The due process clause provides that the right to life, liberty and property cannot be deprived except pursuant to constitutionally adequate procedures. U.S. Const., Am. XIV. A due process claim in the context of civil service employment depends upon an employee having a property right in continued comparable employment. Cleveland Board of Education v. Loudermill, 470 U.S. 532, 105 S.Ct. 1487, 84 L.Ed.2d 494 (1985). It is undisputed that Cannon was serving with permanent status in the classified civil service and held a position with the Hammond Police Department; therefore, he possesses a property right of which he cannot be deprived without cause and procedural due process. La. Const. Art. 10, Sec. 8(A); Savoie, 569 So.2d at 141. Therefore, the question presented to this court is whether the City of Hammond met procedural due process requirements.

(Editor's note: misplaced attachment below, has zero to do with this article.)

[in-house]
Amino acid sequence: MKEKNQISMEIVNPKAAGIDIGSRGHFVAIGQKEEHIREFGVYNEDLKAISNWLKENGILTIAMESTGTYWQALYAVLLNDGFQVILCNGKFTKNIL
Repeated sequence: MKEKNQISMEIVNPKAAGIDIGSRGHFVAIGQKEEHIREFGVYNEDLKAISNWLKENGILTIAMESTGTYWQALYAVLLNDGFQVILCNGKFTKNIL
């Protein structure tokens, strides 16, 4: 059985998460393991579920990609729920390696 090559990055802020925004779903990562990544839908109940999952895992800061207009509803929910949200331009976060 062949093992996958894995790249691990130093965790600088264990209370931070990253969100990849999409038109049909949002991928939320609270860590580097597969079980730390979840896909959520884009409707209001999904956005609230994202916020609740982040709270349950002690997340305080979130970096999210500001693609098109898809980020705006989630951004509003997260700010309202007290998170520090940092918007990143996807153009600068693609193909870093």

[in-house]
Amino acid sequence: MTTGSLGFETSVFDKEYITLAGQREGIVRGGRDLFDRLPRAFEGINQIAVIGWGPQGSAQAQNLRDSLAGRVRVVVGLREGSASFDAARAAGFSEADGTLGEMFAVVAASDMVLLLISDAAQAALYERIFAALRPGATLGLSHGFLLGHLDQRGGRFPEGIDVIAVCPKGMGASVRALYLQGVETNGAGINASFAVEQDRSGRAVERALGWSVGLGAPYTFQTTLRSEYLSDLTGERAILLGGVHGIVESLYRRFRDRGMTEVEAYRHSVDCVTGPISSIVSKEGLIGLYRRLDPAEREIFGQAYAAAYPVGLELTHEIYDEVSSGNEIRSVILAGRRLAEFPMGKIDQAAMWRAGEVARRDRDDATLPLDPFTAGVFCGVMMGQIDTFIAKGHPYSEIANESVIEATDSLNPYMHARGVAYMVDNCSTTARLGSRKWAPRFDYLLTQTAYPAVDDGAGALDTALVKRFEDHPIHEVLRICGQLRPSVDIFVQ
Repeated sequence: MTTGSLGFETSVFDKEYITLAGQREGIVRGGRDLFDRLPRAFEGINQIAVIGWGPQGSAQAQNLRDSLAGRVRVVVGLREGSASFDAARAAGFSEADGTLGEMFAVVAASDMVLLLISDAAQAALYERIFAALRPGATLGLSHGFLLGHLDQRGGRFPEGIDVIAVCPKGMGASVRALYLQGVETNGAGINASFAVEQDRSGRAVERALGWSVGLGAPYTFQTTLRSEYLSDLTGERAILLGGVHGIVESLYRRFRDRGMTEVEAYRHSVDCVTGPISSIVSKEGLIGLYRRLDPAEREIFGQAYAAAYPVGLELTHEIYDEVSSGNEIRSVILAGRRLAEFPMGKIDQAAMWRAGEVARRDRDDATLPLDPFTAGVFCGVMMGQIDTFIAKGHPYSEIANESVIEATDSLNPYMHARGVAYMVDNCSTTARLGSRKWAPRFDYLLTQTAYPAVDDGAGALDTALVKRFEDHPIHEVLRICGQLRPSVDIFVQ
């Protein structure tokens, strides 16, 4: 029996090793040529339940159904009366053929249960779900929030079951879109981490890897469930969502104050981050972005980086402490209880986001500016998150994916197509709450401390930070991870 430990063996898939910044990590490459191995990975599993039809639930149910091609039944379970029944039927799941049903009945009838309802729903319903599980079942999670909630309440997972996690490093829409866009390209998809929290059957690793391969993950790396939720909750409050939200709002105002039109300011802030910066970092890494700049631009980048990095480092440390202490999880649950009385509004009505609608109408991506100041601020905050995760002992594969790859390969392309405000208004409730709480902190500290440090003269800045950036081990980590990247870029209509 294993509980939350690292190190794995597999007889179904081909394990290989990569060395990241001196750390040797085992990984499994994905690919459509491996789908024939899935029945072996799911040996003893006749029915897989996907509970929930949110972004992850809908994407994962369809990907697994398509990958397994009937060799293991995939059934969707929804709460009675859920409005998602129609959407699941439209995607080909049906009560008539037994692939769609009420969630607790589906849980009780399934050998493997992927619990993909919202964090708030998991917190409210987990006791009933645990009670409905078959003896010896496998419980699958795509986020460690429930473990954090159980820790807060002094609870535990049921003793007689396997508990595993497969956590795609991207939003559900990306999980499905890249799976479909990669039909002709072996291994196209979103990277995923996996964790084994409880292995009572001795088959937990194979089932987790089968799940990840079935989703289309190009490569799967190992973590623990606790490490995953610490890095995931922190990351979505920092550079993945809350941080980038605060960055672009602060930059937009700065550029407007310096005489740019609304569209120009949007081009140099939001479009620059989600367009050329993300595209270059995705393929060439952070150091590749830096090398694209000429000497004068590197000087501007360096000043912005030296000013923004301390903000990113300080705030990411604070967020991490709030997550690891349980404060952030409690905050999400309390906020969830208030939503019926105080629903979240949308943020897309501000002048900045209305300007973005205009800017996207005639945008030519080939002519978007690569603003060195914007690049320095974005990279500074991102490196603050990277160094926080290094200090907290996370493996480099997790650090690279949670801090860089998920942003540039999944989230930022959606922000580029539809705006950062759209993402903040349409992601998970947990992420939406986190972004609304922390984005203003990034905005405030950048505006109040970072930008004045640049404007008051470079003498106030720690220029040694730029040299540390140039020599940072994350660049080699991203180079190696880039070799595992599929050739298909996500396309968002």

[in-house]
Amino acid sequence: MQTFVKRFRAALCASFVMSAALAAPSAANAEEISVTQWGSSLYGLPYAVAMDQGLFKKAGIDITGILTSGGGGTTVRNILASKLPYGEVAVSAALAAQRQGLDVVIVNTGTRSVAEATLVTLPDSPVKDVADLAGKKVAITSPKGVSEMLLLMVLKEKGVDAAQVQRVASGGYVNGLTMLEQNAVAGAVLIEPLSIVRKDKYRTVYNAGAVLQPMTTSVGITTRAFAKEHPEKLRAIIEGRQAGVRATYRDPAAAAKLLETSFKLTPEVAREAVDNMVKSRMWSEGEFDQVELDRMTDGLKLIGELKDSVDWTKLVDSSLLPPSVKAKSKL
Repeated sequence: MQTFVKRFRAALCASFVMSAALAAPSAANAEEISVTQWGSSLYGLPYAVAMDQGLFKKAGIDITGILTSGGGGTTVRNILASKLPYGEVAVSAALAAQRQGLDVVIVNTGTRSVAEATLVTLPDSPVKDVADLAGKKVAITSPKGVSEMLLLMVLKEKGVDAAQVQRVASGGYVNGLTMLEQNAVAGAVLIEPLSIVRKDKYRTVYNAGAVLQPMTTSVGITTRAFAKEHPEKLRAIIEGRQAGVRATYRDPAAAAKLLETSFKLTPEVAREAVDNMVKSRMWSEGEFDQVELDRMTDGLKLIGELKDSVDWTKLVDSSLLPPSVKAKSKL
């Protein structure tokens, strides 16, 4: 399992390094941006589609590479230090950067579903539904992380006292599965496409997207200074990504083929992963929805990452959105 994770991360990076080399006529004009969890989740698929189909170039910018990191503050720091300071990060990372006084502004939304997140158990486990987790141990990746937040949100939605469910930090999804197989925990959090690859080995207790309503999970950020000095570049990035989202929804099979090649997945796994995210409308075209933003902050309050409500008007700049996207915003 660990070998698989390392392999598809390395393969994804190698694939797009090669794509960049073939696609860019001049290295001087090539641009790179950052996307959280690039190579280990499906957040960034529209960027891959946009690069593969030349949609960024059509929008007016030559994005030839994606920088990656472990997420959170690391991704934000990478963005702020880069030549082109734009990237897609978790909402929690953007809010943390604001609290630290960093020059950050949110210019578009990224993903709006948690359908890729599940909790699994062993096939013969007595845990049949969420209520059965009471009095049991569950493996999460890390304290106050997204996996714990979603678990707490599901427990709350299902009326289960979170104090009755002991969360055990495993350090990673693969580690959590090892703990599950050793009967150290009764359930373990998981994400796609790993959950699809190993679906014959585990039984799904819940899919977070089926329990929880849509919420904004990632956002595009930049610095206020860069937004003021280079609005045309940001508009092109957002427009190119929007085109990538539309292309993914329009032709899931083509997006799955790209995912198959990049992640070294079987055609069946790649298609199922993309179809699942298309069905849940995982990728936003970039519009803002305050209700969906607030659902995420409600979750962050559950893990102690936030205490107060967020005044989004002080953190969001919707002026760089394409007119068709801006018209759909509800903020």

The basic procedural due process requirements are notice and an opportunity to respond. Before an employee with permanent status may be discharged, he is entitled to oral or written notice of the charges against him, an explanation of his employer's evidence, and an opportunity to present his side of the story. Loudermill, 470 U.S. at 546, 105 S.Ct. at 1495. Thus, due process requires, at a minimum, some type of a pre-termination hearing before a tenured employee is discharged. Savoie, 569 So.2d at 141.
In determining whether a particular pre-termination hearing satisfies the Loudermill requirements, we must balance the competing interests at stake, namely: “the private interest in retaining employment, the governmental interest in the expeditious removal of unsatisfactory employees and the avoidance of administrative burdens [sic] and the risk of erroneous termination.” Loudermill, 470 U.S. at 543, 105 S.Ct. at 1493.
In the instant case, we find that the City of Hammond did not fulfill the Loudermill requirements before discharging Cannon. Although Cannon received both oral and written notice that he was the subject of an administrative investigation for charges of insubordination prior to being suspended with pay, at no point did the City explain to Cannon the evidence supporting the charge of insubordination nor did the City afford Cannon a meaningful pre-termination hearing prior to the decision to terminate.